Annapurna Circuit map & highlights

Most full-circuit treks follow an anticlockwise direction, starting in Besisahar, as travelling clockwise involves a longer ascent of the Thorong La pass. The route is richly varied, taking you through layers of scenery and culture, from the subtropical Marsyangdi Valley where Hindu (Gurung and Thakali) settlements dominate, to the arid Tibetan Plateau, where prayer flags announce its Buddhist heritage. You’ll share the route with locals carrying impossibly huge packs, mule trains with tinkling bells and other trekkers. New roads stretch into the ranges, but forget tarmac and traffic, they are more like bridle paths. Occasionally, you cross or walk one, but bar the odd motorbike, they are largely peaceful.
1. Kali Gandaki Gorge
2. Jomsom
3. Manang
4. Marpha
5. Muktinath
6. Pisang
7. Poon Hill
8. Tatopani hot springs
9. Thorong La pass
10. Tilicho Lake
Kali Gandaki Gorge

1. Kali Gandaki Gorge

The deepest gorge in the world, Kali Gandaki sits between Annapurna and Dhaulagiri, which both top 8,000m. The Gandaki River courses through on its way to the Ganges and bouncy suspension bridges link both sides. The Annapurna Circuit follows it for miles, taking in Tibetan villages like Marpha, with its whitewashed houses and orchards, as the landscape changes from semi-arid, to pine and juniper forests.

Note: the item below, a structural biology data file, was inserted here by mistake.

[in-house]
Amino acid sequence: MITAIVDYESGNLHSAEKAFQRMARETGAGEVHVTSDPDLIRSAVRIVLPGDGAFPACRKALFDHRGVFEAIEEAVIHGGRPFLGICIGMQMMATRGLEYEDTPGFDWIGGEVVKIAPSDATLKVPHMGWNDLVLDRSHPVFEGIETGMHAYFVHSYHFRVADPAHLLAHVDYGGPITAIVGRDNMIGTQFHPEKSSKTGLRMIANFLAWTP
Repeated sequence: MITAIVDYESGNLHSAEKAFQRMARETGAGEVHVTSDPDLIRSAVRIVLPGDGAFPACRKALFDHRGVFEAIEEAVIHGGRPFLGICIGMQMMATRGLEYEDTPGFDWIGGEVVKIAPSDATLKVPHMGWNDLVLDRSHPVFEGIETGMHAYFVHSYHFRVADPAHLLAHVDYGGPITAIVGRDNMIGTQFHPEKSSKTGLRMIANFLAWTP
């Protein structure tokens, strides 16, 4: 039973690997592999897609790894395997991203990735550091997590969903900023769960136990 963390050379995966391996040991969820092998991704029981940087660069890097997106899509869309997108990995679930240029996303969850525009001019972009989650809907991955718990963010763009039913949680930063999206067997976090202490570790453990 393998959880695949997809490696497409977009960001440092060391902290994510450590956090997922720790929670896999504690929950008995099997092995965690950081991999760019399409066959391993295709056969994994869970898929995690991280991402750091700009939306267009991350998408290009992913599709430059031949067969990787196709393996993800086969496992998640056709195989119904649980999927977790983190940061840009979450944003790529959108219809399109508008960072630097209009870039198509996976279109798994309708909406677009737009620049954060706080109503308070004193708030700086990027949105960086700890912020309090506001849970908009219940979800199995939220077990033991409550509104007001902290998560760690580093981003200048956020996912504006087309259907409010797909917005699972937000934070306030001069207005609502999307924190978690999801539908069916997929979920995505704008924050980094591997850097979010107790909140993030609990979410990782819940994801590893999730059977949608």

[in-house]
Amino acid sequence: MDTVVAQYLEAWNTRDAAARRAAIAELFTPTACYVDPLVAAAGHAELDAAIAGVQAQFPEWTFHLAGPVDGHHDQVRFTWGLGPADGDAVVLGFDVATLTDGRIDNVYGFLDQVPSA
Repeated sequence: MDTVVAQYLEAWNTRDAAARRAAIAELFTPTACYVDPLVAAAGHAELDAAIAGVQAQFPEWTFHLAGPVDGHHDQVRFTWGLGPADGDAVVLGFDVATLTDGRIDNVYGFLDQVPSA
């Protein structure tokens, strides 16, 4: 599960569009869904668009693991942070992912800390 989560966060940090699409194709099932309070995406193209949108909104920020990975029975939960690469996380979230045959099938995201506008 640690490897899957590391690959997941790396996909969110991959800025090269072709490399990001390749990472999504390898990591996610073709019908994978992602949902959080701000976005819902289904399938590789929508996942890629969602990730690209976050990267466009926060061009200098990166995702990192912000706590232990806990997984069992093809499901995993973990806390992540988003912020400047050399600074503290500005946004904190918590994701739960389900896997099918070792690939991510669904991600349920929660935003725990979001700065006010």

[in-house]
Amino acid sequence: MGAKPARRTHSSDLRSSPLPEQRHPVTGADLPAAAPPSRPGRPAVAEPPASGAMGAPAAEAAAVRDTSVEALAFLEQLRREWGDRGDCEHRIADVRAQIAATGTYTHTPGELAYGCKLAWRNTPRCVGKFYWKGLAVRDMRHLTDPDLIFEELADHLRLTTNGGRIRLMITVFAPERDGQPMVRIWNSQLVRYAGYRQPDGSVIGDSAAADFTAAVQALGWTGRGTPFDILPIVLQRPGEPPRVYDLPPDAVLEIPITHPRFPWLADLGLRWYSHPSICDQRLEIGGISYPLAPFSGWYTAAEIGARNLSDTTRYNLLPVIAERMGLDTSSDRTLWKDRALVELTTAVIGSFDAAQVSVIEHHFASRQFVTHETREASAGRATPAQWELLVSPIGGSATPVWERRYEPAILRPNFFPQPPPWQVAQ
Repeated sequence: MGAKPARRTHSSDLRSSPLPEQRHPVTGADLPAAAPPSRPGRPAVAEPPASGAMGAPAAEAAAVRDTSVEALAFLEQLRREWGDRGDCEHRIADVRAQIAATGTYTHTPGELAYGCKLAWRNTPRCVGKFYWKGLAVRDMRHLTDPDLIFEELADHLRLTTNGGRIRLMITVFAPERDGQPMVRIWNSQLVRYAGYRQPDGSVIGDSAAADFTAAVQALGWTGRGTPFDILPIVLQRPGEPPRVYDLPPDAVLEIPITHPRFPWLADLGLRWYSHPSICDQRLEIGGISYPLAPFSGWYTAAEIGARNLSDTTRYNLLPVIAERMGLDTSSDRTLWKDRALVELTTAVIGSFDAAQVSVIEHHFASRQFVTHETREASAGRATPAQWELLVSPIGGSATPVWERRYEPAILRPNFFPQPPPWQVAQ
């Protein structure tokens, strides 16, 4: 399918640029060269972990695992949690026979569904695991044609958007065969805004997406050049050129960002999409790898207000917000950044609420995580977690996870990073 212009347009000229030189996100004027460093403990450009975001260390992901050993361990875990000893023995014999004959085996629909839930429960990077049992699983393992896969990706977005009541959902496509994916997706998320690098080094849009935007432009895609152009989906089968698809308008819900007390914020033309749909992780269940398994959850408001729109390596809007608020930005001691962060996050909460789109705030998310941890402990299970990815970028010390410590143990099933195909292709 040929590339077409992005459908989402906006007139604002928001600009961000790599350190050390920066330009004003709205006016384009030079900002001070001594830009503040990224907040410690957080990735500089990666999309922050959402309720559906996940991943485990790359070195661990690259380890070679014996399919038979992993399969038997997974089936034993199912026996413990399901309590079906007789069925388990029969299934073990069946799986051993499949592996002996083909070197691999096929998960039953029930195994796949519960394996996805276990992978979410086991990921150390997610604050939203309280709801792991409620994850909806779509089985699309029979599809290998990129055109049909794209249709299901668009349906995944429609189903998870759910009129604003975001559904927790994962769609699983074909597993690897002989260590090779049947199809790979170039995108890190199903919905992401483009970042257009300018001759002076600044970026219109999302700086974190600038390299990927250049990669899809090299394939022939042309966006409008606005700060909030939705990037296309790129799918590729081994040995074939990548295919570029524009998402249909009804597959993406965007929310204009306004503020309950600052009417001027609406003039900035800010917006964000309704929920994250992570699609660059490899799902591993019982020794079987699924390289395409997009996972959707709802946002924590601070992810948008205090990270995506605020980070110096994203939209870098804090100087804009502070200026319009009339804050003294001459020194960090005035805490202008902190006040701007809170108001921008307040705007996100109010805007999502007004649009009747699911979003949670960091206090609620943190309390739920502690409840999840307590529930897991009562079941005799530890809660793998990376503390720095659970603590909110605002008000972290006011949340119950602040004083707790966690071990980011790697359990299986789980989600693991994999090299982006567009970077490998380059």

Jomsom

2. Jomsom

A major administrative centre and the capital of the Mustang district, whether for lunch or an overnight stay, Jomsom is an almost-ubiquitous stop on most Annapurna itineraries. Some treks – and most which include the Tilicho Lake extension – will finish at the tiny military airport here, where light aircraft flights will take you a short 20 minutes down the valley to Pokhara.
Manang

3. Manang

The remote village of Manang at 3,519m has become an ideal rest and acclimatisation stop after your first week of walking on the circuit. The hulking peak of Annapurna II looms down the valley, while short day treks take you to spectacular views of the Gangapurna glacier. Wander its prayer-flag and yak-dotted alleys, check the weather forecast at the circuit checkpoint or catch up on some laundry.